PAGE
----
One of the reasons for the SEC’s fall from dominance is its total lack of divisional parity. Between the SEC West and SEC East, the SEC West is probably the best individual division (though the ACC did go 4-1 against the SECW), but the East is so bad that it pulls the entire conference down.
There are some who believe that the Atlantic Division of the ACC is similarly superior to the Coastal Division. While the difference isn’t nearly as stark as that between the East and West, it does exist. The total S&P+ difference between the ACC-A and ACC-C was 3.2, while the same difference for the SEC-E and SEC-W was 12.3. Again, one of these leagues is deeper than the other.
UNC only plays two games against the Atlantic every year, and one of those games is always against NCSU. It is imperative that UNC maintains a neutral-to-positive record in these games (Fedora’s record against the Atlantic is currently 5-5), and, as mentioned before, some more wins over marquee opponents wouldn’t go amiss, either.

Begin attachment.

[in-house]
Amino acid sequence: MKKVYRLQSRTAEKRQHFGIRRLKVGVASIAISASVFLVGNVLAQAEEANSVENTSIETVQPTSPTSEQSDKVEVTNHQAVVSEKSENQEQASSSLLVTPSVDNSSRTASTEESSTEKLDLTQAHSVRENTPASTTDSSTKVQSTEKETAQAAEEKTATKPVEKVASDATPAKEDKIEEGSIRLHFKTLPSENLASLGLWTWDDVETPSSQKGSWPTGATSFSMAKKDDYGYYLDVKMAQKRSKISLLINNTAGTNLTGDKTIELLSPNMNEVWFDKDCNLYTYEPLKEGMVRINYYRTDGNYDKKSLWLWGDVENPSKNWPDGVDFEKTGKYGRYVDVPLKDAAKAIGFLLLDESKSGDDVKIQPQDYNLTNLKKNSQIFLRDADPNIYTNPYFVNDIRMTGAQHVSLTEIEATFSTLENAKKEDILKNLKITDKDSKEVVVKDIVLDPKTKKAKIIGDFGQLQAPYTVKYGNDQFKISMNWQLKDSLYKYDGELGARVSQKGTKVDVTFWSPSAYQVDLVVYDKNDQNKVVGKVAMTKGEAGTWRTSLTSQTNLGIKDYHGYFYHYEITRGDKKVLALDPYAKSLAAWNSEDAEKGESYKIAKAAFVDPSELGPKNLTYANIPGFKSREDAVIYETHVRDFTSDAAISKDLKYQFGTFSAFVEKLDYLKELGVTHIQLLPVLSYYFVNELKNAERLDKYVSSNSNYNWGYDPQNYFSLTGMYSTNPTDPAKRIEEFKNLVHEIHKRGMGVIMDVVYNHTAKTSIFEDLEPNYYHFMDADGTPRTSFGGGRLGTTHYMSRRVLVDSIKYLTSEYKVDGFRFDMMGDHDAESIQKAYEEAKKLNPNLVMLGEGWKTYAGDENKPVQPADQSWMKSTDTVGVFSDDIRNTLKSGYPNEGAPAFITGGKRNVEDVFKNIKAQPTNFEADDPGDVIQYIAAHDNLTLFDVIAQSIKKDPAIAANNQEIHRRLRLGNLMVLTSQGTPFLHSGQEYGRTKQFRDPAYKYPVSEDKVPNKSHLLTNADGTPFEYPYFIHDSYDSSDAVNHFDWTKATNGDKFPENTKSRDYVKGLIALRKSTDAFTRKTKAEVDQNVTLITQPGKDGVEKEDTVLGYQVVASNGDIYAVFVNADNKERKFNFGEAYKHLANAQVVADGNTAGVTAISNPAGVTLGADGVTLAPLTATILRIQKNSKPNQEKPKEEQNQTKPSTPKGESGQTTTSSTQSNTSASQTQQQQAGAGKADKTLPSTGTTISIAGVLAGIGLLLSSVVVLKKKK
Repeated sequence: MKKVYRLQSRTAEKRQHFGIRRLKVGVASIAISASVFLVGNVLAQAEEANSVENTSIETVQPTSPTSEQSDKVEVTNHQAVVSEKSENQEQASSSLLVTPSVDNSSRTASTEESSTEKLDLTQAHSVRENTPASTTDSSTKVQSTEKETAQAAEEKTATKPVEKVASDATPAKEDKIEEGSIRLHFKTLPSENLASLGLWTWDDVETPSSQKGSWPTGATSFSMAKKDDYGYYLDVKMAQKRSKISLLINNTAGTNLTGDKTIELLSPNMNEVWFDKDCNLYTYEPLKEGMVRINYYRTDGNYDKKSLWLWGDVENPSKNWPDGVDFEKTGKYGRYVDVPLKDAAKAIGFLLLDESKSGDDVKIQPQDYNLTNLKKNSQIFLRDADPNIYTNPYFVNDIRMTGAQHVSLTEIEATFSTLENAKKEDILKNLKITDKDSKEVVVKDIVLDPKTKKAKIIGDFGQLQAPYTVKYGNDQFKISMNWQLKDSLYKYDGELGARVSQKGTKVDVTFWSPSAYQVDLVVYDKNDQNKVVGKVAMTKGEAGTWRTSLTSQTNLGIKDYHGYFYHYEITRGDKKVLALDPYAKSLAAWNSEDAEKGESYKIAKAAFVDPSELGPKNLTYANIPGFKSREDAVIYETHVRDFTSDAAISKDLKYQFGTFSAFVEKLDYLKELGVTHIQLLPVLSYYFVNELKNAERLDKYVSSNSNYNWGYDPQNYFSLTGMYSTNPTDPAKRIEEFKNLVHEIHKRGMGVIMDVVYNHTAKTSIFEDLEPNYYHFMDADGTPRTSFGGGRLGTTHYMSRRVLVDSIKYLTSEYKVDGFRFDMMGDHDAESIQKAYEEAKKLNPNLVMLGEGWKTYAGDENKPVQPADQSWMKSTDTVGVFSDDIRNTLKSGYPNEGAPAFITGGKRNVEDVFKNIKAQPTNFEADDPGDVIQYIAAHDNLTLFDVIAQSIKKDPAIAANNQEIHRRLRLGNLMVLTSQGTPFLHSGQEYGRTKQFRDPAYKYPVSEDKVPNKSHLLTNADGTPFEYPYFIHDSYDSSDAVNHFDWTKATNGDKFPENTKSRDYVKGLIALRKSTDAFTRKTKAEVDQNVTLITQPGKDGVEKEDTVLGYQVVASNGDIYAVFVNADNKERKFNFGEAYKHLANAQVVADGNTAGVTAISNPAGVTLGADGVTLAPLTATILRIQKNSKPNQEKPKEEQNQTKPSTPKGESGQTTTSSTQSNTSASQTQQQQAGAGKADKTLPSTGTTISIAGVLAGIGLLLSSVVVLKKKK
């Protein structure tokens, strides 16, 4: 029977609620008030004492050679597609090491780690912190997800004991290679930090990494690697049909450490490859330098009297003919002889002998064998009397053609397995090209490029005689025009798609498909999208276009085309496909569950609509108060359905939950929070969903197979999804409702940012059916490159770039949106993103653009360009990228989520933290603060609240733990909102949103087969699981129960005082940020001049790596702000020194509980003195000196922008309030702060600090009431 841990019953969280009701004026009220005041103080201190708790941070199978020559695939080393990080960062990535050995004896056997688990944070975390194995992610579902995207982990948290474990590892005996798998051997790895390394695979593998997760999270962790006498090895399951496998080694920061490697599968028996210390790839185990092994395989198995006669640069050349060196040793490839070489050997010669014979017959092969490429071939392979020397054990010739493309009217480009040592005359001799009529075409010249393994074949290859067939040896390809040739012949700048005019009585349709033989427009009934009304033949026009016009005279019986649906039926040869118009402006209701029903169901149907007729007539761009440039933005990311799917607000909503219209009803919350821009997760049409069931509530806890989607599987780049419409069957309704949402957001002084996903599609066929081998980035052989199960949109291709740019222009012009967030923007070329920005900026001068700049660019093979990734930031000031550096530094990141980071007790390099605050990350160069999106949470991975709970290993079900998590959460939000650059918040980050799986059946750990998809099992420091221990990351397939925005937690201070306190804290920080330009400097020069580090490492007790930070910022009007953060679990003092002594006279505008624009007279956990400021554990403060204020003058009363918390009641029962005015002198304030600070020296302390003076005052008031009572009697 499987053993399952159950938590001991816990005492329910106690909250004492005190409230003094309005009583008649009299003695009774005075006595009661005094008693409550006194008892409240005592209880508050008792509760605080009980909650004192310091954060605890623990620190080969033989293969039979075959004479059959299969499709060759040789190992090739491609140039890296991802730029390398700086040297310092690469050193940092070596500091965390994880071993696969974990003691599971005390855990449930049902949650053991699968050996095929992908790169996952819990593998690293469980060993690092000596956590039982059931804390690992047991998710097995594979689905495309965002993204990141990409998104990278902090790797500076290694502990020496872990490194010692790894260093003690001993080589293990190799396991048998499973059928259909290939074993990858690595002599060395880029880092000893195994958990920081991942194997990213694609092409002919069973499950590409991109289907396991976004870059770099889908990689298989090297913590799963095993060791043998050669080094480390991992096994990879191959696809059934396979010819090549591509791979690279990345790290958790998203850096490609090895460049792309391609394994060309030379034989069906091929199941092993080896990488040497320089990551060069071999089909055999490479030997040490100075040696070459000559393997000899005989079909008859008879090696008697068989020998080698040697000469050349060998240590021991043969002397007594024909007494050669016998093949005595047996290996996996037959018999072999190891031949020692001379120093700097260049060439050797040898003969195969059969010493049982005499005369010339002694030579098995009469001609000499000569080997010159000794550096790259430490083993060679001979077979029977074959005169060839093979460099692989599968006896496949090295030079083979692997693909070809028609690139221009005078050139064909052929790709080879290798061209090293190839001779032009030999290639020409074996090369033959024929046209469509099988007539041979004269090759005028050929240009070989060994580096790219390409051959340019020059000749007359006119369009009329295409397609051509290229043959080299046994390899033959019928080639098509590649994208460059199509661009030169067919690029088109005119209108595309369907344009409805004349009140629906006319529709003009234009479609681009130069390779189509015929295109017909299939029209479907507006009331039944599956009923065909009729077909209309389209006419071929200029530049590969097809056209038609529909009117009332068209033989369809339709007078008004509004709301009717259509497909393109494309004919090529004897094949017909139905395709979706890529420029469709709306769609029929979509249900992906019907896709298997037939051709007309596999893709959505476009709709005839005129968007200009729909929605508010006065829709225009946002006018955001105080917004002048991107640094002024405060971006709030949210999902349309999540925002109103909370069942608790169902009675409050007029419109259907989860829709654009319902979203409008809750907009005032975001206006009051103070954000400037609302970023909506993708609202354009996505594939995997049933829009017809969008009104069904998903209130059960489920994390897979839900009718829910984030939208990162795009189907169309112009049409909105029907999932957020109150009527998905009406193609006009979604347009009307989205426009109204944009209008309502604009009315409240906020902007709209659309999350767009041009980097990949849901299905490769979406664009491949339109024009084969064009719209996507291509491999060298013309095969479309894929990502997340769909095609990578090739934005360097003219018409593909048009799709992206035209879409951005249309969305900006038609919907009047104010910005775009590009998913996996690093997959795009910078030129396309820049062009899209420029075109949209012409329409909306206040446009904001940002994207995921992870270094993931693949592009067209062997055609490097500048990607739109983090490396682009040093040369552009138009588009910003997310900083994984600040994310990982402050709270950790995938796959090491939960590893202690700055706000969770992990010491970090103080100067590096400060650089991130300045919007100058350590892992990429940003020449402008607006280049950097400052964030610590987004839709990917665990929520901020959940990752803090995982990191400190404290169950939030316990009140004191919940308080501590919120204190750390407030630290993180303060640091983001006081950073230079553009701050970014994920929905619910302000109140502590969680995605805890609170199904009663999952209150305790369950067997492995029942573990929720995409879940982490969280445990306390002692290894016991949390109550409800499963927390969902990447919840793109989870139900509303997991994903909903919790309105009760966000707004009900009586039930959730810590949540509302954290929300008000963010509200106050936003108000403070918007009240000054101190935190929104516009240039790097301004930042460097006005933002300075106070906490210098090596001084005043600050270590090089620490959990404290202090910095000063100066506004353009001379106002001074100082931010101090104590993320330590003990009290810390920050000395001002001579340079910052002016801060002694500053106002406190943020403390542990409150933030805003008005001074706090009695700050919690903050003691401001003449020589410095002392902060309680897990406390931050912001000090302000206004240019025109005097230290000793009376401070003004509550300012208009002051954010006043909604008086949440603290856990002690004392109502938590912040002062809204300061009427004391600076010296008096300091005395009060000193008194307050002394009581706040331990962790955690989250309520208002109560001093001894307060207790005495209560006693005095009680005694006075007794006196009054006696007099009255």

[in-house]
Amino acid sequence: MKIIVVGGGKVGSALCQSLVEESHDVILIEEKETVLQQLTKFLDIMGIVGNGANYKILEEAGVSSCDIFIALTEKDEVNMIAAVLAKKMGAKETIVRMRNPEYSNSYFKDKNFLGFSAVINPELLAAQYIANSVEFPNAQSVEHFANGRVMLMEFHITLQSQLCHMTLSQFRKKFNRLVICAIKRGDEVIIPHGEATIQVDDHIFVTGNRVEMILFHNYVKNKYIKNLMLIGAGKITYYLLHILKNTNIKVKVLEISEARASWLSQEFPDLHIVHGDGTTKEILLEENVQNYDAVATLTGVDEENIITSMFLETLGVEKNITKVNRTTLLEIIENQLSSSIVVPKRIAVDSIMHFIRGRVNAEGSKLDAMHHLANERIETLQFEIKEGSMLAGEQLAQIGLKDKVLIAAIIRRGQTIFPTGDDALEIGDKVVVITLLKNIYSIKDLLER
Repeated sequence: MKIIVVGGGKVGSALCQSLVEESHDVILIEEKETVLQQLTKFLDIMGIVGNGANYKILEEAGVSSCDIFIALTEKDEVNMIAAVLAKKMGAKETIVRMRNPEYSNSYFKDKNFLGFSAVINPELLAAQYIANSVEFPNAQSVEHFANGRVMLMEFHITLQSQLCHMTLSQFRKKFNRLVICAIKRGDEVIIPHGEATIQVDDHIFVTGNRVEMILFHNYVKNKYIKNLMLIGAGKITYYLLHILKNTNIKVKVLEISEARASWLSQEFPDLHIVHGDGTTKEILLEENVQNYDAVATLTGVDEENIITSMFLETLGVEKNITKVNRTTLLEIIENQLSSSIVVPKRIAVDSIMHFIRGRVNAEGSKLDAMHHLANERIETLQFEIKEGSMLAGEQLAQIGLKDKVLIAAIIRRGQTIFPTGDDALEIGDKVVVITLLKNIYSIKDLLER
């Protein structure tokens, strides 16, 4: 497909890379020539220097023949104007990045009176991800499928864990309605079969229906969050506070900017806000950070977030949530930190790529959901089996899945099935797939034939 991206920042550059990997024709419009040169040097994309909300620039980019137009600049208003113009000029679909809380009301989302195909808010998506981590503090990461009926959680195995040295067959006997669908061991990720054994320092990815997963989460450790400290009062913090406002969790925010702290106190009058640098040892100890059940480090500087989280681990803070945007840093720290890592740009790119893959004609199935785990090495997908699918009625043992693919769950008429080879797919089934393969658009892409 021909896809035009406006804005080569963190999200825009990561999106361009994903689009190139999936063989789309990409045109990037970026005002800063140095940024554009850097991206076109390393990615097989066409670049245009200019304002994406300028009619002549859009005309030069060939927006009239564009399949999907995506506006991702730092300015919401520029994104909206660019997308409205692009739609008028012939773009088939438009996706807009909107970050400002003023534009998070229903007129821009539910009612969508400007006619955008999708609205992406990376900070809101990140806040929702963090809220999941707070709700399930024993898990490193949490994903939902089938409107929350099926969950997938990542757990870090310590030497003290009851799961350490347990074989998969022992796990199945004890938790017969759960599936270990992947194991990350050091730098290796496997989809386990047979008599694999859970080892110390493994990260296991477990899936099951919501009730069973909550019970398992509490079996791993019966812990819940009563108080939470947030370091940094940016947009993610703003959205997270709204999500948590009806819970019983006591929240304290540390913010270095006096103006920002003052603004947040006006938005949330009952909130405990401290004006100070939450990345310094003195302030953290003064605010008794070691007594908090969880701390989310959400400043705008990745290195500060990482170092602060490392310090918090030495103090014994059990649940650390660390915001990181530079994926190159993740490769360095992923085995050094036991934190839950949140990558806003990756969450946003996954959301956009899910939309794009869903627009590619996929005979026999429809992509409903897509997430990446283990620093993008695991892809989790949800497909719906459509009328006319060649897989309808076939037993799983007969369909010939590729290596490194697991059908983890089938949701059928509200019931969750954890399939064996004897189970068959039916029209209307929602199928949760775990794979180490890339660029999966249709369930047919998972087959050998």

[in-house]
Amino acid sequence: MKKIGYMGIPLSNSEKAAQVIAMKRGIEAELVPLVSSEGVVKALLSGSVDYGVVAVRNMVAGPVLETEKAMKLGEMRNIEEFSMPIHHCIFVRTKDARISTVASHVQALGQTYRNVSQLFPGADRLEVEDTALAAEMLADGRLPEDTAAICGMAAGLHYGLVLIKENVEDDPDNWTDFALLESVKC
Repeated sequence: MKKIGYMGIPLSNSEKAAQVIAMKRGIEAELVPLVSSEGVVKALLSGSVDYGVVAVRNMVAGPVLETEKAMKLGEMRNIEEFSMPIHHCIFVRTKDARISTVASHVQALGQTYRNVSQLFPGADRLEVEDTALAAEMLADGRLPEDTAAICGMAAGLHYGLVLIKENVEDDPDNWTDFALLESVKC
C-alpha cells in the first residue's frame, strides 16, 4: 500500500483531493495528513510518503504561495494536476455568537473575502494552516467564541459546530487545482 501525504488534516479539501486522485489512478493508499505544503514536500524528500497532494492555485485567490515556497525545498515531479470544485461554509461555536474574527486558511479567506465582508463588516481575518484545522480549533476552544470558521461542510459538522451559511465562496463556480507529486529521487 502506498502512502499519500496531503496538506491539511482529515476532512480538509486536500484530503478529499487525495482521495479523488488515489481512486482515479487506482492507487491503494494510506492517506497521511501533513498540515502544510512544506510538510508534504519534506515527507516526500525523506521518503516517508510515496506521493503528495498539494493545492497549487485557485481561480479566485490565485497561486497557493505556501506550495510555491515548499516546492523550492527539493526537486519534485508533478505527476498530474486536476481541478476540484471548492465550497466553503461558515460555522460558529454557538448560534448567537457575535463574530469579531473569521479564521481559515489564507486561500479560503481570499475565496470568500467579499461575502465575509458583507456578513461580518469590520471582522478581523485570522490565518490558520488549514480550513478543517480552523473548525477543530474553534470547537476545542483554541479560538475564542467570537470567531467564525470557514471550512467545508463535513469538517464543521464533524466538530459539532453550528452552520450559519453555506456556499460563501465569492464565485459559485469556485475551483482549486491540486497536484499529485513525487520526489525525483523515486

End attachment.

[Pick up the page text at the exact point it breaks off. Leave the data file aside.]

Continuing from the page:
Doing this will be how to ensure that one division doesn’t completely overtake the other, and even if other Coastal teams don’t follow suit, it can be how UNC puts itself in the conversation at the top instead of merely supporting from the middle.